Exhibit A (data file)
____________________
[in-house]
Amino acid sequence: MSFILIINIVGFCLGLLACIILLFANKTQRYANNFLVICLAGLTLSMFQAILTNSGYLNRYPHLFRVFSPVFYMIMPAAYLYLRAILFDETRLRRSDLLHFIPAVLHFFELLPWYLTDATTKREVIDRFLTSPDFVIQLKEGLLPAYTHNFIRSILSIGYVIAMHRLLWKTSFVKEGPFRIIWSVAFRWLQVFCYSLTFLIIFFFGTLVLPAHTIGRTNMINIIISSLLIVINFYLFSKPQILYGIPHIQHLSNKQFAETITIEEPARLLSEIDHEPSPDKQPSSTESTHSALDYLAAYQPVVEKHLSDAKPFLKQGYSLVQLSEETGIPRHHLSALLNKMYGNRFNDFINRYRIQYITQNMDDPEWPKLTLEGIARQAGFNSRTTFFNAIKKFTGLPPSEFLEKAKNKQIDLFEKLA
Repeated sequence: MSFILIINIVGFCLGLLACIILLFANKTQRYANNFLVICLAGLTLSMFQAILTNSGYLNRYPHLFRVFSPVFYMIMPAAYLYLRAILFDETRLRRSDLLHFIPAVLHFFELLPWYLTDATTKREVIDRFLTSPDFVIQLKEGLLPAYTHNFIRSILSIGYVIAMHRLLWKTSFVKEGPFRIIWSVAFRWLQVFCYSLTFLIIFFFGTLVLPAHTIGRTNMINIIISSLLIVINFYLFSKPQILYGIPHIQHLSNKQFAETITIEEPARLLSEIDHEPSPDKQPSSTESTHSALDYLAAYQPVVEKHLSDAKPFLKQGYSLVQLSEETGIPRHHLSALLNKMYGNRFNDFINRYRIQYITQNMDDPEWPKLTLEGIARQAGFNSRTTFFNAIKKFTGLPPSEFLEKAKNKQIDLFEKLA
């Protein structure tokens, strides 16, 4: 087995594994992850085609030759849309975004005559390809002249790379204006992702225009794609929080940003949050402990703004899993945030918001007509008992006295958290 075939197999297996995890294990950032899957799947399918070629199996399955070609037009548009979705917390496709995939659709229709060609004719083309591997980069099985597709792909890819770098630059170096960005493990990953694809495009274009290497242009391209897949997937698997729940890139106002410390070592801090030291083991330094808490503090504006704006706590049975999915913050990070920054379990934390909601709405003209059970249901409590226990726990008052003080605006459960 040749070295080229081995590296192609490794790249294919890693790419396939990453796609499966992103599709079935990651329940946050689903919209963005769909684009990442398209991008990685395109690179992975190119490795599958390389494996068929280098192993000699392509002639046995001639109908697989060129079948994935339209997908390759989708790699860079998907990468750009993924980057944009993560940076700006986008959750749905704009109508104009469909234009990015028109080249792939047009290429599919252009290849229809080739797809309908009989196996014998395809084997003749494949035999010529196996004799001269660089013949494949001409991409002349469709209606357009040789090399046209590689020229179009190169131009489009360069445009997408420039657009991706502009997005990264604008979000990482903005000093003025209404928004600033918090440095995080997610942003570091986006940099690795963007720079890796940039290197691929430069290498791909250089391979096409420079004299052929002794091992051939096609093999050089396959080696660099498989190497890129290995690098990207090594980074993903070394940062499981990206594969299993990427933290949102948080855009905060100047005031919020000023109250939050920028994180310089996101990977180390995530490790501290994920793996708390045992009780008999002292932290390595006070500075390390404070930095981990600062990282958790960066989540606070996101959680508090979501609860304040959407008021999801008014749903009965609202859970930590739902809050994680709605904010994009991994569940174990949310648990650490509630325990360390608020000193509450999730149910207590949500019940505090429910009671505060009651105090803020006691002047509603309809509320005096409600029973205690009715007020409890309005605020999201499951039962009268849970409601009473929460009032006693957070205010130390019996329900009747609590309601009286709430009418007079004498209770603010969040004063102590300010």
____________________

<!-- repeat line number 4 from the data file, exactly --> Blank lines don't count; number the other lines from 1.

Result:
């Protein structure tokens, strides 16, 4: 087995594994992850085609030759849309975004005559390809002249790379204006992702225009794609929080940003949050402990703004899993945030918001007509008992006295958290 075939197999297996995890294990950032899957799947399918070629199996399955070609037009548009979705917390496709995939659709229709060609004719083309591997980069099985597709792909890819770098630059170096960005493990990953694809495009274009290497242009391209897949997937698997729940890139106002410390070592801090030291083991330094808490503090504006704006706590049975999915913050990070920054379990934390909601709405003209059970249901409590226990726990008052003080605006459960 040749070295080229081995590296192609490794790249294919890693790419396939990453796609499966992103599709079935990651329940946050689903919209963005769909684009990442398209991008990685395109690179992975190119490795599958390389494996068929280098192993000699392509002639046995001639109908697989060129079948994935339209997908390759989708790699860079998907990468750009993924980057944009993560940076700006986008959750749905704009109508104009469909234009990015028109080249792939047009290429599919252009290849229809080739797809309908009989196996014998395809084997003749494949035999010529196996004799001269660089013949494949001409991409002349469709209606357009040789090399046209590689020229179009190169131009489009360069445009997408420039657009991706502009997005990264604008979000990482903005000093003025209404928004600033918090440095995080997610942003570091986006940099690795963007720079890796940039290197691929430069290498791909250089391979096409420079004299052929002794091992051939096609093999050089396959080696660099498989190497890129290995690098990207090594980074993903070394940062499981990206594969299993990427933290949102948080855009905060100047005031919020000023109250939050920028994180310089996101990977180390995530490790501290994920793996708390045992009780008999002292932290390595006070500075390390404070930095981990600062990282958790960066989540606070996101959680508090979501609860304040959407008021999801008014749903009965609202859970930590739902809050994680709605904010994009991994569940174990949310648990650490509630325990360390608020000193509450999730149910207590949500019940505090429910009671505060009651105090803020006691002047509603309809509320005096409600029973205690009715007020409890309005605020999201499951039962009268849970409601009473929460009032006693957070205010130390019996329900009747609590309601009286709430009418007079004498209770603010969040004063102590300010």